When William Penn High graduates go on to Harrisburg Area Community College‘s York (Pennsylvania) campus, 92 percent place into remedial reading and 100 percent require remedial math. “These kids are scoring in the lowest developmental levels that we have,” said Dean Marjorie A. Mattis at the American Association of Community College convention. So, this year, 12th graders are taking HACC’s developmental courses in English and math, reports The Chronicle of Higher Education. The program was piloted last year for a smaller number of students.
Students take placement tests at the end of their junior year, and in the fall they report to a “HACC hallway,” painted in the college’s colors, with classroom tables instead of desks. Teachers must meet the criteria for instructors at the college, which at least one already is. Summer sessions familiarize them with the college’s textbooks, syllabi, and method of assignment review, and during the year the teachers work with college-faculty liaisons.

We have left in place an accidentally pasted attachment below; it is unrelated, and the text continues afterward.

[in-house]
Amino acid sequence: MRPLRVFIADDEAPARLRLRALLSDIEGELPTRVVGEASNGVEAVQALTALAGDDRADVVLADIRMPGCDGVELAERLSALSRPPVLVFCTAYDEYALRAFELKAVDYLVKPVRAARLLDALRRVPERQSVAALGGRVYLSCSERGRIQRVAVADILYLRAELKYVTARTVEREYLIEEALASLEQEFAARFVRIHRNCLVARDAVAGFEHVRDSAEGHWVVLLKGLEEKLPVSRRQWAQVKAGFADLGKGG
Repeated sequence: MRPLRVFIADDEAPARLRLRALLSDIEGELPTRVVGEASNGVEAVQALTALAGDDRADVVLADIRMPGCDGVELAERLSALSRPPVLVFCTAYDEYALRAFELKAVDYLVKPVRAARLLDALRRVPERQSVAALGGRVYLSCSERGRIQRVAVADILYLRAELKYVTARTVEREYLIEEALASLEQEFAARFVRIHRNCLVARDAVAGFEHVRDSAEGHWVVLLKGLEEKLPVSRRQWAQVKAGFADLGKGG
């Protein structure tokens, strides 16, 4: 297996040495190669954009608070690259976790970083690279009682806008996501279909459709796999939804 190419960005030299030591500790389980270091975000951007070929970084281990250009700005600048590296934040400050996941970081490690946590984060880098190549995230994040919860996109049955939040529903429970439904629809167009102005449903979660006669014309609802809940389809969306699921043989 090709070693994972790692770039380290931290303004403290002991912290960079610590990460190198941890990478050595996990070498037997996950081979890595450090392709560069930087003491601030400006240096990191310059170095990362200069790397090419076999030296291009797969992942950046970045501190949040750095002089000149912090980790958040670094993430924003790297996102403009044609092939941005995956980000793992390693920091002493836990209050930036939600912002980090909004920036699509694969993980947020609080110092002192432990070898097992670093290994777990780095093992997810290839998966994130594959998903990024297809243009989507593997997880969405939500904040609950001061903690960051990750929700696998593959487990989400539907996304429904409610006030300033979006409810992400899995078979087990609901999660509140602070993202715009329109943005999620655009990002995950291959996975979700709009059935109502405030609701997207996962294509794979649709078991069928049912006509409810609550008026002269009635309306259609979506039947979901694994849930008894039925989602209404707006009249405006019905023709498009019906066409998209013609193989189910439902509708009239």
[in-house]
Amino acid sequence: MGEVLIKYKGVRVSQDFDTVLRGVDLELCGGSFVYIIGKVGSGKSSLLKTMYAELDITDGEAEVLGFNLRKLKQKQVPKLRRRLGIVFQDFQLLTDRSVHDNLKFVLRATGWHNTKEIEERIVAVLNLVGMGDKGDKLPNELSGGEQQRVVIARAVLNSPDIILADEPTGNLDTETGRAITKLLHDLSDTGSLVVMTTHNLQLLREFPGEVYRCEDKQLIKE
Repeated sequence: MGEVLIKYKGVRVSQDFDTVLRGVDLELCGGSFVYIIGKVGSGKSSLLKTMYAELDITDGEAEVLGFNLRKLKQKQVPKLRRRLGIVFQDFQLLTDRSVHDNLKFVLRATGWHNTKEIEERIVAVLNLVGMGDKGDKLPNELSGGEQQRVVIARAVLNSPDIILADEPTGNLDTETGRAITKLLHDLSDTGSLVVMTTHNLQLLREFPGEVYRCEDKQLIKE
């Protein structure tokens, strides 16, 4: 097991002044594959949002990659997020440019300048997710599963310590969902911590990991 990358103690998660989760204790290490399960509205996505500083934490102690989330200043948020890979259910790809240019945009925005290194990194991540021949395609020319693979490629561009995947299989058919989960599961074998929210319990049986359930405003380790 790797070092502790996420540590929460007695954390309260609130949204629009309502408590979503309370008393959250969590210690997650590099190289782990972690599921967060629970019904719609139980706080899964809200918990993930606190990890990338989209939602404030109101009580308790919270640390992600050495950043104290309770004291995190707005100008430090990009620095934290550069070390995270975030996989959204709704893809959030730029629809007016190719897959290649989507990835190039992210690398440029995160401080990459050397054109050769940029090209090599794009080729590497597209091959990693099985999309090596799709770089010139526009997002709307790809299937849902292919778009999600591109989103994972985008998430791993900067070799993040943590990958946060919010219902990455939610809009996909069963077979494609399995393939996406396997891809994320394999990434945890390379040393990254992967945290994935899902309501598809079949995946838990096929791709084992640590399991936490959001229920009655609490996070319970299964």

At the end of the pilot year, tests—offered on the York campus, so students might take them more seriously—showed significant improvement. In English 37 percent of students placed one level higher than they had initially, and in math 39 percent did.
Students who start at a higher level of remediation improve their odds of success, said Mattis.
Anne Arundel Community College, in eastern Maryland, is offering the college’s developmental-math courses in two high schools.
Starting last academic year, seniors shifted to a model called Math Firs3t, an abbreviation for “focused individualized resources to support student success with technology.” The computer-based approach involves mastery testing, in which students retake tests until they score at least 70, said Alycia Marshall, a professor and interim chair of mathematics at Anne Arundel, describing the program during a session here.
Of 134 seniors last spring, 107 passed both of the developmental courses, she said. And of those students, 34 enrolled at Anne Arundel and registered for a credit-level math course, which is often a stumbling block for students coming out of remediation. But 30 of them passed.
One of AACC’s long-term goals is to decrease by half the number of students who come to college unprepared.
Community colleges are reforming — or abolishing — remedial education, but some think remedial reforms have gone too far, reports Katherine Mangan for The Chronicle of Higher Education.